“Barry Stromberger built us a wood stove,” says Haase, “and it was a good one. We had a wood getting party every fall.” This image of a community wood-gathering party is one that is echoed in every phase of construction of the new Barn, from footings to framing to finish work. “We all helped with everything,” Haase says, “even if we hadn’t done that kind of thing before.”
Haase recalls that “there’d be a day when somebody wouldn’t show up to help, but by the next day curiosity would get the best of them and they’d be back.”
In 1983, the Barn was complete and paid for. In the nearly 40 years since, the Barn has hosted events as varied as corporate trainings for Zumiez sportswear store managers, blood drives, and wildfire information centers, in addition to its mainstay happenings like Winthrop Town Council and Kiwanis meetings, auctions, arts performances, educational talks, visits from Santa Claus, and ’49er Days dances. With a capacity of more than 500, the Barn is the largest indoor venue and banquet hall in the valley.
The Barn is, however, showing its age. “It’s starting to show wear and tear,” says Rick Northcott, currently president of the Winthrop Auditorium Association. “It needs some love.”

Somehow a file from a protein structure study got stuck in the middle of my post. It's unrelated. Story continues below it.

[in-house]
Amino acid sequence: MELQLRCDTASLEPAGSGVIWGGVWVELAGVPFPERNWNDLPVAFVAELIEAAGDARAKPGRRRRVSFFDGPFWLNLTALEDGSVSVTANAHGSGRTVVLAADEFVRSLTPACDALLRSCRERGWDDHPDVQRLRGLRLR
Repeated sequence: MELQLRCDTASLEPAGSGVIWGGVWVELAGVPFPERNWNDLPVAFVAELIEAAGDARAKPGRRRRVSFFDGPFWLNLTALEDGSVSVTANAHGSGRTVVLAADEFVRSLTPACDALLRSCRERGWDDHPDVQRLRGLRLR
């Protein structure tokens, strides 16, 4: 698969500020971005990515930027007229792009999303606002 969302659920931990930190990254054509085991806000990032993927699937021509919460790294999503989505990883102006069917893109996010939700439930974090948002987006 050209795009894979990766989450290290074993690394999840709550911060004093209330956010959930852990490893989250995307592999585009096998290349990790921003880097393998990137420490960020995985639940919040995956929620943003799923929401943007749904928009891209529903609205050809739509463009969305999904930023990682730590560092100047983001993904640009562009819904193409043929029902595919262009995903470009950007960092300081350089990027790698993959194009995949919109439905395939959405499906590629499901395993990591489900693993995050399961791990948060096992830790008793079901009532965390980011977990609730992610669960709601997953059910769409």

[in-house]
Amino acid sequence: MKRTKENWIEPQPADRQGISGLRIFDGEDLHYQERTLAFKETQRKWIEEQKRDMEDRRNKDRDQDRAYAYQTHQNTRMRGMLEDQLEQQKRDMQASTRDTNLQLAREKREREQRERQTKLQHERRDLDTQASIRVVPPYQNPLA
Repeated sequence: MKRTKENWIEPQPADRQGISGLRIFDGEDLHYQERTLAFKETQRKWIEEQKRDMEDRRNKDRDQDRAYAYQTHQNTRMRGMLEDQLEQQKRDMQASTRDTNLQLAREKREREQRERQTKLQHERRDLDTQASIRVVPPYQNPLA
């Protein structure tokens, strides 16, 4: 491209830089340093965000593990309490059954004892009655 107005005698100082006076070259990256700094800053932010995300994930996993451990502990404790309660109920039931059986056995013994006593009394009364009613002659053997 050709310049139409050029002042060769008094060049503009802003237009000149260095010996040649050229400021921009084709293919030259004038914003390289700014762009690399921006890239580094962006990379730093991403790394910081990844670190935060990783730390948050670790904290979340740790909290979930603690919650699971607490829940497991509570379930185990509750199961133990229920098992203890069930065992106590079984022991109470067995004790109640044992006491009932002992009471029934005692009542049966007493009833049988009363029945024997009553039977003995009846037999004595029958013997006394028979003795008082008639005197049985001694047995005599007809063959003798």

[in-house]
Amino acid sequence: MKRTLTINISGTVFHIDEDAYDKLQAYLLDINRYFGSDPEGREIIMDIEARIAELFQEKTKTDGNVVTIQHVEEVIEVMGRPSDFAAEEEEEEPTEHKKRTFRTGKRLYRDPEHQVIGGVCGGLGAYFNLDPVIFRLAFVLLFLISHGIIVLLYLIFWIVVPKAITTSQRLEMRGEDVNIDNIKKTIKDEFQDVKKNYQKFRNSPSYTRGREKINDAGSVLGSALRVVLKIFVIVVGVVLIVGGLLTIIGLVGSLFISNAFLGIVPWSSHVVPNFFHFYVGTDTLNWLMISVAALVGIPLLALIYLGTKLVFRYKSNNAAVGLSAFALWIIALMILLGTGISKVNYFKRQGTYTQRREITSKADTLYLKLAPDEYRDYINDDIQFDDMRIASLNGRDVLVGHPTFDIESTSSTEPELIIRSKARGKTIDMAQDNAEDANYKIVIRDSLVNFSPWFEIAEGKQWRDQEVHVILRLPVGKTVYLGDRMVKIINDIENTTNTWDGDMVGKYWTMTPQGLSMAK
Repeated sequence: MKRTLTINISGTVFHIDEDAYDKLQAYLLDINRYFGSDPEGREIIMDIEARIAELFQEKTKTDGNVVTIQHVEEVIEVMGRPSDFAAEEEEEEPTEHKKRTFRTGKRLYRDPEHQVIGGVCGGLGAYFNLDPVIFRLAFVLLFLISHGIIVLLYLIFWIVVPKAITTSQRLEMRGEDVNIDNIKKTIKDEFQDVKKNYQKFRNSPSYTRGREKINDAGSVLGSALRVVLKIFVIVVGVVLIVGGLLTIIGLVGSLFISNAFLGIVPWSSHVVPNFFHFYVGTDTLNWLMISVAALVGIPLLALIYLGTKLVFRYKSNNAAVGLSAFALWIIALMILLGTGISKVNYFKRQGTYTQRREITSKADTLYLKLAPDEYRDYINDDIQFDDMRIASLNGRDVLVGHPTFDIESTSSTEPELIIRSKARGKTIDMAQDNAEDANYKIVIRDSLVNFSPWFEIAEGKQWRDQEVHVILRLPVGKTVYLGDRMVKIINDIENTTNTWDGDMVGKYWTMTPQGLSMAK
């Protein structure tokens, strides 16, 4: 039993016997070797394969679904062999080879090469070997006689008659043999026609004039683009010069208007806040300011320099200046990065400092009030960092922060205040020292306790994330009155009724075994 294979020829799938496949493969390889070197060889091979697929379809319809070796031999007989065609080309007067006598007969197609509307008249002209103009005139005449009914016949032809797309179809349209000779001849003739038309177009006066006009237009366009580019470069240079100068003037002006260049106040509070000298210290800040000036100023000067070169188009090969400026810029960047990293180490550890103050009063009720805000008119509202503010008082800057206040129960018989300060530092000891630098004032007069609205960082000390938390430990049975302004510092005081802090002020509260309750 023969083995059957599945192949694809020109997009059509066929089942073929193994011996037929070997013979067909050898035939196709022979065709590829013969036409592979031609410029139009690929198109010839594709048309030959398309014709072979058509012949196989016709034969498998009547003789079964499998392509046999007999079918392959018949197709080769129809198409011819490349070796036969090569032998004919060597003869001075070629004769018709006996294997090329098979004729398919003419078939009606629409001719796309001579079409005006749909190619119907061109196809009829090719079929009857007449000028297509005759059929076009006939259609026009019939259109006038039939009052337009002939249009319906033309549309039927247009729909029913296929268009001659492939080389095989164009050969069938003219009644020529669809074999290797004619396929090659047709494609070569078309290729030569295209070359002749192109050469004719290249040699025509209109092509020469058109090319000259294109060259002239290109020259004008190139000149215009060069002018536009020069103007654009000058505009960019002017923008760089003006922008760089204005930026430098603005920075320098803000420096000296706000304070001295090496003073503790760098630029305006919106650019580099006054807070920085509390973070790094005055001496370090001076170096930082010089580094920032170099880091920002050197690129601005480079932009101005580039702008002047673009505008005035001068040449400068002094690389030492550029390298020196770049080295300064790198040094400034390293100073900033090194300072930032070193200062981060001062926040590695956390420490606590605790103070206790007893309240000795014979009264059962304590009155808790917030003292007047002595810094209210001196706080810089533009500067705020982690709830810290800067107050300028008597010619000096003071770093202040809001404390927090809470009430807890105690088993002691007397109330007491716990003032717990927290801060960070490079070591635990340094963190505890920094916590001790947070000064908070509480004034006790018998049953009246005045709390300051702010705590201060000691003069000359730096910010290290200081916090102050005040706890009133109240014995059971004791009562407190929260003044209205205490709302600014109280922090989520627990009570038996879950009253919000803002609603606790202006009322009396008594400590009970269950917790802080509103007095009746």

Although significant donations from places like the Moccasin Lake Foundation and Red McComb’s estate have enabled the Barn to make upgrades over the past decade, the project list of desired improvements is substantial, ranging from generator replacement, to upgraded Wi-Fi and sound systems, to interior and exterior painting, to improved chair carts.
“The sense of pride in this project is palpable,” says Northcott, who has talked extensively with the remaining members of the Auxiliary Seven about the Barn reconstruction experience. “Keeping the Barn alive really has been a community project over the years. The Barn holds such a special place in so many people’s hearts. It’s an essential asset to this community.”
Northcott points to this sense of pride, derived from an entire community pitching in to accomplish something. “That community spirit of involvement and participation is so important,” he says. “It would be nice to get some of that same spirit back, now that the Barn is in need of upgrades.” The Winthrop Barn Association holds occasional work parties — such as a recent one where new kitchen counters were installed — and welcomes the public to join the effort. “Many of the projects are quite easy,” Northcott adds. “No experience necessary.”